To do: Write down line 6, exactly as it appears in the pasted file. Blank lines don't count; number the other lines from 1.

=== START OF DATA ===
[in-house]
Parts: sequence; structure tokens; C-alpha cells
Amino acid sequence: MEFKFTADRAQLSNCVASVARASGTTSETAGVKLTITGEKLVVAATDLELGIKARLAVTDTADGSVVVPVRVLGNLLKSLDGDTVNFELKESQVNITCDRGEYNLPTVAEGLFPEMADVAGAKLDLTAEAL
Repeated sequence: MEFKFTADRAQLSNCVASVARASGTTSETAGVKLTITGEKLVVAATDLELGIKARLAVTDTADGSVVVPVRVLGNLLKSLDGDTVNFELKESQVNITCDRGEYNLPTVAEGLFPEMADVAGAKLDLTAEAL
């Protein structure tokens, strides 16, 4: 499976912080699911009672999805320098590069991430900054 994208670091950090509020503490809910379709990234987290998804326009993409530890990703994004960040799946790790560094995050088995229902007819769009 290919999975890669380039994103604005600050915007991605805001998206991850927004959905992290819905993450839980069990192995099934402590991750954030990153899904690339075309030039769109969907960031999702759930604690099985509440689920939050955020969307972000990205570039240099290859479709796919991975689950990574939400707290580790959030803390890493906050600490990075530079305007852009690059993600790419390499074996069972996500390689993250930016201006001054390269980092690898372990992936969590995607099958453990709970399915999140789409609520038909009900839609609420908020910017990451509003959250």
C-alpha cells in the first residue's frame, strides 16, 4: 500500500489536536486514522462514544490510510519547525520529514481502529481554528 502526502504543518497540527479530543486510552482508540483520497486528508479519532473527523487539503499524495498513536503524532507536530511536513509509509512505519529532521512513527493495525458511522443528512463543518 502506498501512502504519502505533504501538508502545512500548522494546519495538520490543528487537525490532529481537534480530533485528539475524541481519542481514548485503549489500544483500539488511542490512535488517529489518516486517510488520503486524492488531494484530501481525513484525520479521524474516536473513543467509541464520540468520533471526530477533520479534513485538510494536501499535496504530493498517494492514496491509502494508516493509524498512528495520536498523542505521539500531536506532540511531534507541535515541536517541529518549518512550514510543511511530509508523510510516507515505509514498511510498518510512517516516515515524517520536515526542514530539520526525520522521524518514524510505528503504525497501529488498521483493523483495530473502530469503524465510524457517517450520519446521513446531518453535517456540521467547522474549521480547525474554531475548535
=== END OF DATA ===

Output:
C-alpha cells in the first residue's frame, strides 16, 4: 500500500489536536486514522462514544490510510519547525520529514481502529481554528 502526502504543518497540527479530543486510552482508540483520497486528508479519532473527523487539503499524495498513536503524532507536530511536513509509509512505519529532521512513527493495525458511522443528512463543518 502506498501512502504519502505533504501538508502545512500548522494546519495538520490543528487537525490532529481537534480530533485528539475524541481519542481514548485503549489500544483500539488511542490512535488517529489518516486517510488520503486524492488531494484530501481525513484525520479521524474516536473513543467509541464520540468520533471526530477533520479534513485538510494536501499535496504530493498517494492514496491509502494508516493509524498512528495520536498523542505521539500531536506532540511531534507541535515541536517541529518549518512550514510543511511530509508523510510516507515505509514498511510498518510512517516516515515524517520536515526542514530539520526525520522521524518514524510505528503504525497501529488498521483493523483495530473502530469503524465510524457517517450520519446521513446531518453535517456540521467547522474549521480547525474554531475548535